Helmut Marko refutes claims of a power tussle with Horner

Helmut Marko refutes claims of a power tussle with Horner

Red Bull advisor Helmut Marko has refuted claims that he and team team principal Christian Horner are currently embroiled in a battle for power.

Helmut Marko has been in charge of the highly successful Red Bull driver development program since 1999, and he is to thank for introducing Formula 1 drivers like Sebastian Vettel and Max Verstappen to the sport.

However, Marko has recently made news for the wrong reasons after receiving a warning from the FIA for attributing Sergio Perez’s inconsistent performance to his racial background.

Uncertainty surrounding Marko’s future intentions to retire from his role at Red Bull has been ongoing since the Austrian turned 80. Sport1.de reported earlier this week that there was a debate going on regarding his role.

The German publication further mentioned that a conference was taking place this week and that Red Bull F1 team principal Horner was in favor of Marko being fired from his position at the energy drink outfit.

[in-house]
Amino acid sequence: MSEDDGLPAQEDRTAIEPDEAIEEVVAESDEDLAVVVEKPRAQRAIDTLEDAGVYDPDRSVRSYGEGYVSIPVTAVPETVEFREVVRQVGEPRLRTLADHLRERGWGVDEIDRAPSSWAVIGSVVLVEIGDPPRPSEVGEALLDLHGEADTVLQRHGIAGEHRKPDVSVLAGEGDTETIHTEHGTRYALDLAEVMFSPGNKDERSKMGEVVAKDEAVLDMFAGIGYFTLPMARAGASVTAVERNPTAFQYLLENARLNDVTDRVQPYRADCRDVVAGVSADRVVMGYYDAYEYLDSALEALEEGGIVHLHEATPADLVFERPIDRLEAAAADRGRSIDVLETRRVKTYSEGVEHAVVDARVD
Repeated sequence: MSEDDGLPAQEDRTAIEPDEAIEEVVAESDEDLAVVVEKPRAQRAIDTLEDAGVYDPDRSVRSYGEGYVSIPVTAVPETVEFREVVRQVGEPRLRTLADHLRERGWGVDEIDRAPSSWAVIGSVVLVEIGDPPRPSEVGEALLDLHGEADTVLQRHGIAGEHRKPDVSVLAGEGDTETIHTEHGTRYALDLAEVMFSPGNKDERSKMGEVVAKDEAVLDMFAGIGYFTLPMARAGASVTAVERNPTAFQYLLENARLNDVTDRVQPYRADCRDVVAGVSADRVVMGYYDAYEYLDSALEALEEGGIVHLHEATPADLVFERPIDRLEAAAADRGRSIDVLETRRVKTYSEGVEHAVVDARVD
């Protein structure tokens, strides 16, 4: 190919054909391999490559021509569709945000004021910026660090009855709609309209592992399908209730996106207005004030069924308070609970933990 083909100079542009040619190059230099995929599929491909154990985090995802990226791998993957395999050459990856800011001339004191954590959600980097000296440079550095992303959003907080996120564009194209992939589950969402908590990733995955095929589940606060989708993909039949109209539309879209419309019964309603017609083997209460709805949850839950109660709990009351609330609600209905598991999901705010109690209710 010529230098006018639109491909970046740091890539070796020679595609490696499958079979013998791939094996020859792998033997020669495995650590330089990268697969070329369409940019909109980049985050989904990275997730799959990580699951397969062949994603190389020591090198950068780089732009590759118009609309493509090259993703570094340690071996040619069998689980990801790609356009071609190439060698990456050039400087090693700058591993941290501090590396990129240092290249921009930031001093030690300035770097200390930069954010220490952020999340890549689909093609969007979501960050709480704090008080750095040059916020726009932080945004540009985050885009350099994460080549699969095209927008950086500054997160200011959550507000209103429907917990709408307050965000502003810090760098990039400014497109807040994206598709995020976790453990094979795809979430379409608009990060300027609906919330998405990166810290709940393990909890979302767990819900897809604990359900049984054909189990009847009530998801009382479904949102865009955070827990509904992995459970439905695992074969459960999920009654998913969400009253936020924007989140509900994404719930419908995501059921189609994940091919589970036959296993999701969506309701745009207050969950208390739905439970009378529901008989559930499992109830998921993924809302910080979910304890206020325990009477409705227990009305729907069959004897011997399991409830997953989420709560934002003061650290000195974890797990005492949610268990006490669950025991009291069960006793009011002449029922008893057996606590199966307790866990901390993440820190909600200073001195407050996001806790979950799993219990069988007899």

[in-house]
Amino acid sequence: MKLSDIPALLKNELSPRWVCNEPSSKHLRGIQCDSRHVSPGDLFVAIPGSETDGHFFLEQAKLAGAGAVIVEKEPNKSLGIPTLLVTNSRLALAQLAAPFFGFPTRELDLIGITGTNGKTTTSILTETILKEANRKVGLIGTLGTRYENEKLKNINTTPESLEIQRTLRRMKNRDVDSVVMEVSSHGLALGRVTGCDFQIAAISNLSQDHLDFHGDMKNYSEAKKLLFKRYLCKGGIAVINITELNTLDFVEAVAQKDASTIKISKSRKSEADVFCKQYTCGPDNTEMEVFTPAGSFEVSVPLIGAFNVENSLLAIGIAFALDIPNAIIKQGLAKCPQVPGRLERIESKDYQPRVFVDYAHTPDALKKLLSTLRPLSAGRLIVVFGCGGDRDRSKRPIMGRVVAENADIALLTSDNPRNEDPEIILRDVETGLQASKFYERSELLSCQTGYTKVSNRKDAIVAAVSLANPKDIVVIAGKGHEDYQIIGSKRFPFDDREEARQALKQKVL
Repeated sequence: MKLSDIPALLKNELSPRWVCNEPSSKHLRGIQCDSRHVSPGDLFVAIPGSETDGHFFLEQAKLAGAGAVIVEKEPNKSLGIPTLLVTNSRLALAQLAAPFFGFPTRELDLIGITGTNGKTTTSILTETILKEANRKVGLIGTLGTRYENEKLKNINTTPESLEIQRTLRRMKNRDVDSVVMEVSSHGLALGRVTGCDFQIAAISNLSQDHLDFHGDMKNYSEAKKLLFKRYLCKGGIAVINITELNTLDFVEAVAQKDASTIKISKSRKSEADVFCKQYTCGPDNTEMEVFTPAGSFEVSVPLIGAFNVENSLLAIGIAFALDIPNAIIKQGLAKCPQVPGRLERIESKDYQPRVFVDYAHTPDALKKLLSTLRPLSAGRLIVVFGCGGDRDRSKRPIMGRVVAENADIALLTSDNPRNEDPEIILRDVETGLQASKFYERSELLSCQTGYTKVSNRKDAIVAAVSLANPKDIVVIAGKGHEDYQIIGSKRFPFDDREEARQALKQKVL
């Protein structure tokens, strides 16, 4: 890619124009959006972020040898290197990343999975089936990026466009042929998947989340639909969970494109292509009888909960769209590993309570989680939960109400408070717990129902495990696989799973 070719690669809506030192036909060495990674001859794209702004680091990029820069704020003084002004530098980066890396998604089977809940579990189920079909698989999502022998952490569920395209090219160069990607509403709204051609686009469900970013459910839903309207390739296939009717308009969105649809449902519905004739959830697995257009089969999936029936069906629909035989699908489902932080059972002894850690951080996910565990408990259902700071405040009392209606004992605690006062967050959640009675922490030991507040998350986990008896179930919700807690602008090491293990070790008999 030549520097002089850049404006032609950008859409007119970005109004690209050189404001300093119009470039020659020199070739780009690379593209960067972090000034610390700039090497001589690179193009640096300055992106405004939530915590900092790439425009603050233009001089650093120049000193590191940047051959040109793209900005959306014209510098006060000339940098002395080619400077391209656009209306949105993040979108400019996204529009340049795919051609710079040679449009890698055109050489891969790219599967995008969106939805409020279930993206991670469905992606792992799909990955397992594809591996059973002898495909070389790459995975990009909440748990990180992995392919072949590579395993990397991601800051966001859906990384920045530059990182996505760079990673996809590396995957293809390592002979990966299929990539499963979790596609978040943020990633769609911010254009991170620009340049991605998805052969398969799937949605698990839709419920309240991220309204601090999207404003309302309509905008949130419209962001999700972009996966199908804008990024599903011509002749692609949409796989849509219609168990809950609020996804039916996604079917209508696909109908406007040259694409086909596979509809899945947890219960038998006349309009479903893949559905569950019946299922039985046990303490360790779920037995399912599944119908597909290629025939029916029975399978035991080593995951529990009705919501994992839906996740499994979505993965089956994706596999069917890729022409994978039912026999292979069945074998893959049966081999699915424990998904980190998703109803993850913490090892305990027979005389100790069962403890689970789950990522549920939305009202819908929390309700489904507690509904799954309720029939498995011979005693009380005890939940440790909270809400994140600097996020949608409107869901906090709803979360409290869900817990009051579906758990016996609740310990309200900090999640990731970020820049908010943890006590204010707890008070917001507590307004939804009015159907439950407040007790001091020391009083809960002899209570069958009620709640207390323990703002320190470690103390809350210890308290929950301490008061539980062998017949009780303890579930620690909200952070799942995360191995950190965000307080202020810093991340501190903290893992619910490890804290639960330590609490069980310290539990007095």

However, during an interview with the Austrian publication OE24, Marko refuted the report.

“I’m doing well,” Marko said. “Contrary to many assumptions, I have to disappoint the prophets of doom.

“I have no idea where all the rumours are coming from.

“There is no summit this week. I have a contract until the end of next year.

“When and how I stop, when it is over, that is up to me to decide and not, for example, Mr. Horner.”

Since the passing of the company’s founder, Dietrich Mateschitz late last year, Marko adds there has been turmoil going on behind the scenes at Red Bull.

“Due to the new situation, everything is different,” he added. “People are trying to define their power again.”

Horner disclosed that Marko is not directly employed by the racing team while Marko was in deep water for his remarks against Perez last month. Despite rumors of discord between the two, Horner officially acknowledged his colleague’s error without criticizing him.

“He’s not an employee of Red Bull Racing, so in terms of why didn’t we put out a statement, he’s part of the Red Bull Group and the Group issued an apology through the Servus TV channel,” the Red Bull boss told Sky F1.

“Those comments weren’t right,” Horner acknowledged. “Helmut quickly recognised that and apologised for that both publicly and directly to Sergio.

“You are always learning in life even at 80 years of age. Inevitably lessons have been learned.”

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